A modern-day Taming of the Shrew that concludes at a high school prom. An agoraphobic Olivia from Twelfth Night sending video dispatches from her bedroom. A time-traveling teenager finding romance in the house of Capulet. Shakespeare and Girls’ Studies posits that Shakespeare in popular culture is increasingly becoming the domain of the adolescent girl, and engages the interdisciplinary field of Girls’ Studies to analyze adaptation and appropriation of Shakespeare’s plays in the late 20th and early 21st centuries. Through chapters on film, television, young adult fiction, and web series aimed at girl readers and audiences, this volume explores the impact of girl cultures and concerns on Shakespeare’s afterlife in popular culture and the classroom. Shakespeare and Girls’ Studies argues that girls hold a central place in Shakespearean adaptation, and that studying Shakespeare through the lens of contemporary girlhoods can generate new approaches to Renaissance literature as well as popular culture aimed at girls and young people of marginalized genders. Drawing on contemporary cultural discourses ranging from Abstinence-Only Sex Education and Shakespeare in the US Common Core to rape culture and coming out, this book addresses the overlap between Shakespeare’s timeless girl heroines and modern popular cultures that embrace figures like Juliet and Ophelia to understand and validate the experiences of girls. Shakespeare and Girls’ Studies theorizes Shakespeare’s past and present cultural authority as part of an intersectional approach to adaptation in popular culture.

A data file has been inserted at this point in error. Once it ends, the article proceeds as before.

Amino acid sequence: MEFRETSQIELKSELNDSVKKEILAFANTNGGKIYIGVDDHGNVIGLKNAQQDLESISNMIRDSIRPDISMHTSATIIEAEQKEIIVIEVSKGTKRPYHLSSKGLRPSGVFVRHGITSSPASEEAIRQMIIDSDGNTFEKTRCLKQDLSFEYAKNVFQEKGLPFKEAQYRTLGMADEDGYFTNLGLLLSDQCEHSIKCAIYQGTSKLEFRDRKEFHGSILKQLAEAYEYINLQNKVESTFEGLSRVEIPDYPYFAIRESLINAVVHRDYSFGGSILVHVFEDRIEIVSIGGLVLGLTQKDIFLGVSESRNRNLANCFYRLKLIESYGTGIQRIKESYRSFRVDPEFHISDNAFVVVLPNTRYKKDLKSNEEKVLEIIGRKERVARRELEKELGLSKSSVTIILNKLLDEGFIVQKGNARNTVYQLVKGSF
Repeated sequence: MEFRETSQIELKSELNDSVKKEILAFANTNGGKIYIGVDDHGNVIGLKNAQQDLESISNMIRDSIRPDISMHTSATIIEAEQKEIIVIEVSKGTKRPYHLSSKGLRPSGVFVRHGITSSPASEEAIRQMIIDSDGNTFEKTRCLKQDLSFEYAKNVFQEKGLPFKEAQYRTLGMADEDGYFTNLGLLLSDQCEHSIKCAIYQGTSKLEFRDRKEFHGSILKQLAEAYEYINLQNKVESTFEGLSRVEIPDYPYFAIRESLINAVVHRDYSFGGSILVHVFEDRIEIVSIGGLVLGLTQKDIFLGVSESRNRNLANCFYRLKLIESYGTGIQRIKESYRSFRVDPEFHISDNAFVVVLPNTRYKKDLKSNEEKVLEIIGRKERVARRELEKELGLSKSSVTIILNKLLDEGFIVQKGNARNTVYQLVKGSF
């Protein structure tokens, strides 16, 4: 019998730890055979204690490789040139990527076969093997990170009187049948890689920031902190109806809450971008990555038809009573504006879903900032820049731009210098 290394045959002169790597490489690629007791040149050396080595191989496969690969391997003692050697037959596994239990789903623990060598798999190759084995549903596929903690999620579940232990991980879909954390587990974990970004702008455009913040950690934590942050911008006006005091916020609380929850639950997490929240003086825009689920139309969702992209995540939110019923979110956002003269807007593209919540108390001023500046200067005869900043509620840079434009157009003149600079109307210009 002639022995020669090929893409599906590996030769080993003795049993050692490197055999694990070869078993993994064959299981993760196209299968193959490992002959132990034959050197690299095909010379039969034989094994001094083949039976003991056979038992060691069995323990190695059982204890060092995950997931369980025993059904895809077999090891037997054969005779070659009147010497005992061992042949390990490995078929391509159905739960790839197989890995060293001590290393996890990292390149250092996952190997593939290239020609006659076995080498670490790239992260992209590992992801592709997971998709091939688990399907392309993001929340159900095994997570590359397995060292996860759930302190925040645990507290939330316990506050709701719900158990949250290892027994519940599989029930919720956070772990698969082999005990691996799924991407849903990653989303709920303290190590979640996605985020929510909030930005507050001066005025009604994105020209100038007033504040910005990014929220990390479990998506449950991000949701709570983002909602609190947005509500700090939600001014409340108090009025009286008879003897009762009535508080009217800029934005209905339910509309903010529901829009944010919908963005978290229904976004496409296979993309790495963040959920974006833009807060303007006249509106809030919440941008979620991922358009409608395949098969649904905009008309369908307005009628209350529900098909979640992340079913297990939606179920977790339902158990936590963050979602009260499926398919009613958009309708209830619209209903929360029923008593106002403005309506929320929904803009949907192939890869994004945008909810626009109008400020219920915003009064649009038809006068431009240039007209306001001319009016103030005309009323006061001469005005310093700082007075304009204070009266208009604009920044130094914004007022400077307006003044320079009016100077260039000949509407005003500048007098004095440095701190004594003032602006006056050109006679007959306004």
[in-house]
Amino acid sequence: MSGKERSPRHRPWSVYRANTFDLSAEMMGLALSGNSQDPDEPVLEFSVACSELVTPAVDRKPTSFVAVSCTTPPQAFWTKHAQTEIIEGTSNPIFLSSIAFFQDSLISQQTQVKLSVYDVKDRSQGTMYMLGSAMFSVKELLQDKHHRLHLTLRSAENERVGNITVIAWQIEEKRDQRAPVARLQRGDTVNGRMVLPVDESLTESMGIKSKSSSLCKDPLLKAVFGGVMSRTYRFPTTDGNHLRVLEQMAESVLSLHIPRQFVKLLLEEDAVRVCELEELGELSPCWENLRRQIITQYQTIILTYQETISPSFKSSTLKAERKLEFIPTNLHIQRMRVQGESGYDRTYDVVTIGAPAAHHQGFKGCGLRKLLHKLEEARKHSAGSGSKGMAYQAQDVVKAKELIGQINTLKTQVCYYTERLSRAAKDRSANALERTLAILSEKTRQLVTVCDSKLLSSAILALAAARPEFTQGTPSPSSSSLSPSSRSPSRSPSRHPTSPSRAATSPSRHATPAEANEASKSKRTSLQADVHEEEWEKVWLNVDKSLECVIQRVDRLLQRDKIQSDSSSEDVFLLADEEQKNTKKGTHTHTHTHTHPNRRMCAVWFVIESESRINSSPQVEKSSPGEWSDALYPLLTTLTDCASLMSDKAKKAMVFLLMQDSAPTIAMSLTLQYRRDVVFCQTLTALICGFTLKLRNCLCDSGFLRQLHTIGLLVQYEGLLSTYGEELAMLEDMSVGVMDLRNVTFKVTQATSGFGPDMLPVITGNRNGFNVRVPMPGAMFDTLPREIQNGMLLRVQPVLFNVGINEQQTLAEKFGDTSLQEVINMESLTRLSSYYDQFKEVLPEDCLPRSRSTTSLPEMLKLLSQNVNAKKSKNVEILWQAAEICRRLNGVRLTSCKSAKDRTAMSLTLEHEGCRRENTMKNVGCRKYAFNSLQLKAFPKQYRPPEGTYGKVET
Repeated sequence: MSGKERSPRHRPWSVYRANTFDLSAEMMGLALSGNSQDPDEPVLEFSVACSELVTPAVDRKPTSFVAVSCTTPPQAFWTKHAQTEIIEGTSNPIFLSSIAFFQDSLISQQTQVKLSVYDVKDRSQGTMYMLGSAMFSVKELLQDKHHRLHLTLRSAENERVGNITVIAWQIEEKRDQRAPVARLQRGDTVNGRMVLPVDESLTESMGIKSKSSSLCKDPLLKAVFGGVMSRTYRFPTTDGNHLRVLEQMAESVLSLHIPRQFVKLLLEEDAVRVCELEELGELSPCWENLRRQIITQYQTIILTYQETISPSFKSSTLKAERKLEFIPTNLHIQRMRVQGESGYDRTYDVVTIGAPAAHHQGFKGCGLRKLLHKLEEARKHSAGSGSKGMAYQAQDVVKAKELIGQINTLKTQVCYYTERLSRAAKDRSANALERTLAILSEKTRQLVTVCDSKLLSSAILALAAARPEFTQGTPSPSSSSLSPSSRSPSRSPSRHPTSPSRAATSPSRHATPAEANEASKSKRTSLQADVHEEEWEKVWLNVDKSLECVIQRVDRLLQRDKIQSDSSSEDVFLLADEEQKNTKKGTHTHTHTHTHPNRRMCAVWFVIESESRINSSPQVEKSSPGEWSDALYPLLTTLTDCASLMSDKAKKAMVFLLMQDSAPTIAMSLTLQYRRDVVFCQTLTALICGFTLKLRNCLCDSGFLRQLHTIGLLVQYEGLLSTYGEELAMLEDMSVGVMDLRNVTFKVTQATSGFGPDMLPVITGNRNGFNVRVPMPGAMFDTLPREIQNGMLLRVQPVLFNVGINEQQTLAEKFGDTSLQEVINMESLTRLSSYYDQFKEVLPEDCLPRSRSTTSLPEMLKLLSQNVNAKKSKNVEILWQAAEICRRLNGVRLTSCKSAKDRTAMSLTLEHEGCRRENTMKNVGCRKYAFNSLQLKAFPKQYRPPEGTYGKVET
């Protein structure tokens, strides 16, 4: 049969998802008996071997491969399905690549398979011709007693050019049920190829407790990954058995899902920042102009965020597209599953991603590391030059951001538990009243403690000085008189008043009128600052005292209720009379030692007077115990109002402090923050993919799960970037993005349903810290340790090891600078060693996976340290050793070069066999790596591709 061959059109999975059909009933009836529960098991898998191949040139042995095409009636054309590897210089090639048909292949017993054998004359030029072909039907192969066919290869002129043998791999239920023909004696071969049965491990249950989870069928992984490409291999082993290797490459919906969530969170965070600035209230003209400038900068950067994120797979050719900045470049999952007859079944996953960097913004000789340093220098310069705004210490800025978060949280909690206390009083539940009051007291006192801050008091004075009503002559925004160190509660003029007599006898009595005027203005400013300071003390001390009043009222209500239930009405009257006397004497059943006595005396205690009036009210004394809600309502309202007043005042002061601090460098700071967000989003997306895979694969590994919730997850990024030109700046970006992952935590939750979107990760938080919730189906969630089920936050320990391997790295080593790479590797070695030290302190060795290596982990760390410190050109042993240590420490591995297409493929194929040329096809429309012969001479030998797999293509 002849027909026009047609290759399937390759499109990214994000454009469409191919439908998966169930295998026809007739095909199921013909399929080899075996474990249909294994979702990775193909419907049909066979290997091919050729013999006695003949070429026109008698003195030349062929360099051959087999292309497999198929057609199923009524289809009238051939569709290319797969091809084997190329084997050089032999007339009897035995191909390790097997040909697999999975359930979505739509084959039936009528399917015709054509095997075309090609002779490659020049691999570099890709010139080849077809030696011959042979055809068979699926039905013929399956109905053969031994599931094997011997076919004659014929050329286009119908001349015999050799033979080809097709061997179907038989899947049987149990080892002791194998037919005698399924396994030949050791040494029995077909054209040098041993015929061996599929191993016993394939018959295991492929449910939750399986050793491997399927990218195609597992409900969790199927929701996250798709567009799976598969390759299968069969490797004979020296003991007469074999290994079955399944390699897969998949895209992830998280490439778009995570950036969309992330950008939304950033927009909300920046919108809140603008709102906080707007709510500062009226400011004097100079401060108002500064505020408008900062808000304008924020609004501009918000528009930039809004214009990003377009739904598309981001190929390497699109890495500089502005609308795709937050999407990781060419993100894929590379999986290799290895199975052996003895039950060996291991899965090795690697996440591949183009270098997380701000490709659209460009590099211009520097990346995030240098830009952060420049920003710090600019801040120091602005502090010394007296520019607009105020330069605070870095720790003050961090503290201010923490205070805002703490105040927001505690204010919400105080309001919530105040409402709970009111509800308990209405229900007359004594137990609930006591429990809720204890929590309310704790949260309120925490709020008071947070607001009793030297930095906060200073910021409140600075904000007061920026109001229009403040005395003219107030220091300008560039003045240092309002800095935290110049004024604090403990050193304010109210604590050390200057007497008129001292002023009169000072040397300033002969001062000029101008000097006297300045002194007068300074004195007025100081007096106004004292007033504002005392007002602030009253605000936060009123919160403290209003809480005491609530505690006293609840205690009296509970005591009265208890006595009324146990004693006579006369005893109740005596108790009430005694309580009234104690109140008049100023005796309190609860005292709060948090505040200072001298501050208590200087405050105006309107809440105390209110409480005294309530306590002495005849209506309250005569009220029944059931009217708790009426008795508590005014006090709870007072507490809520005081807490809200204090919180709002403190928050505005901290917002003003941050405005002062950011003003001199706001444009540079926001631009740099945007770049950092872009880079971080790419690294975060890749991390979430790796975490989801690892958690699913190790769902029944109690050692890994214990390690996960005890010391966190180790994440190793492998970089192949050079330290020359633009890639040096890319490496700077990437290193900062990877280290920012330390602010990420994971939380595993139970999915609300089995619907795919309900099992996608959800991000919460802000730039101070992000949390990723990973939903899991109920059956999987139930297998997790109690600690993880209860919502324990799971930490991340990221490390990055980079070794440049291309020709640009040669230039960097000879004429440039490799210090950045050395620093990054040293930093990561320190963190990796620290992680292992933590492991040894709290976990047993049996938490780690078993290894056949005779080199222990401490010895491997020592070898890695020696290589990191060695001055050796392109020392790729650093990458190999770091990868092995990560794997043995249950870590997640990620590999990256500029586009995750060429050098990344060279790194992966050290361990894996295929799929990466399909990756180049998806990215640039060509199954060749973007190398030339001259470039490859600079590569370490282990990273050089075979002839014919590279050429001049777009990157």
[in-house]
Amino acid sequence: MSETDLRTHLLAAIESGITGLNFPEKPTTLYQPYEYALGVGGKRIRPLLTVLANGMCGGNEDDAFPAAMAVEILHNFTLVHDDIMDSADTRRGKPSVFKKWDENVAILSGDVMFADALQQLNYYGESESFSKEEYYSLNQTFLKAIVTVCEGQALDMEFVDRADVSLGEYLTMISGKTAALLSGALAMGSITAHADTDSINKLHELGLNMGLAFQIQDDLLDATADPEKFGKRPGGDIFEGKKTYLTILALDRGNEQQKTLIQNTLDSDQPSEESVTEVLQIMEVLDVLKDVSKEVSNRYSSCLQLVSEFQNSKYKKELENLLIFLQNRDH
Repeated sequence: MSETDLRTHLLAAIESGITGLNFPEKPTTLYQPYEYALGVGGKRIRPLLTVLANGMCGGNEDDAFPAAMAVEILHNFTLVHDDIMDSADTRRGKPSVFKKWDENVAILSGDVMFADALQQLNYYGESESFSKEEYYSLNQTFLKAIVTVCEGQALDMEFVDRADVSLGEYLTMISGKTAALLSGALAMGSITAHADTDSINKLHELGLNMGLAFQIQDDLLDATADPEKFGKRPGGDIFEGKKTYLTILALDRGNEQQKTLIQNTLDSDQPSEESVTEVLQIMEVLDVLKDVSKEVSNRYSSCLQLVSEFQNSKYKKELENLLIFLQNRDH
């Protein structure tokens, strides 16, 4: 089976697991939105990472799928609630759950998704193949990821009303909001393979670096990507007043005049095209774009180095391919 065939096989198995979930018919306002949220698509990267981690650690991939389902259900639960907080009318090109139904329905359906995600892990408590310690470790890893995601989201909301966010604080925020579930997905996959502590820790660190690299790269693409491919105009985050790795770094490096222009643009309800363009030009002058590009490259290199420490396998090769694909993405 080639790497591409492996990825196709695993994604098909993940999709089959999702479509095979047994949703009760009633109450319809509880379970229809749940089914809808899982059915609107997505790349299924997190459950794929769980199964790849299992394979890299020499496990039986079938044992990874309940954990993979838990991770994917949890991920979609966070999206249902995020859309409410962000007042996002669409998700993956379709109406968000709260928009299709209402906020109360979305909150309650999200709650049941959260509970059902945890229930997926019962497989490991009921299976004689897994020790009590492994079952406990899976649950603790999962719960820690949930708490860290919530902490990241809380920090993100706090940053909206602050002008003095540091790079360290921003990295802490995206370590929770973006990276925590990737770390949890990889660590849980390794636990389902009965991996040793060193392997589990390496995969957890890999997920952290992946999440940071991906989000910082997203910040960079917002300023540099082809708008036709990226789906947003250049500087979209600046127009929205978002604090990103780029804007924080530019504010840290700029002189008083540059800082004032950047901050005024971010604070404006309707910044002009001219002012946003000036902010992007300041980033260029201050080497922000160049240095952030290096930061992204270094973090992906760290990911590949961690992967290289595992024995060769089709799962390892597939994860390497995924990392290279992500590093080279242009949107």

Table of Contents
Introduction: A Girls’ Studies Approach to Shakespeare and Adaptation
The End(s) of Girlhood: Film
The Big Bad Bard: Television and Small Screens
Time Travelers: Young Adult Fiction
Rosencrantz and Guildenstern Are Girls: Web Series
The Future: Shakespeare and/as Girls’ Studies
Ariane M. Balizet is an Associate Professor of English and Faculty Affiliate in Women and Gender Studies at TCU in Fort Worth, TX. She is the author of Blood and Home in Early Modern Drama: Domestic Identity on the Renaissance Stage (Routledge, 2014), and many articles on Shakespeare, Renaissance drama, feminism, girlhood, and popular culture.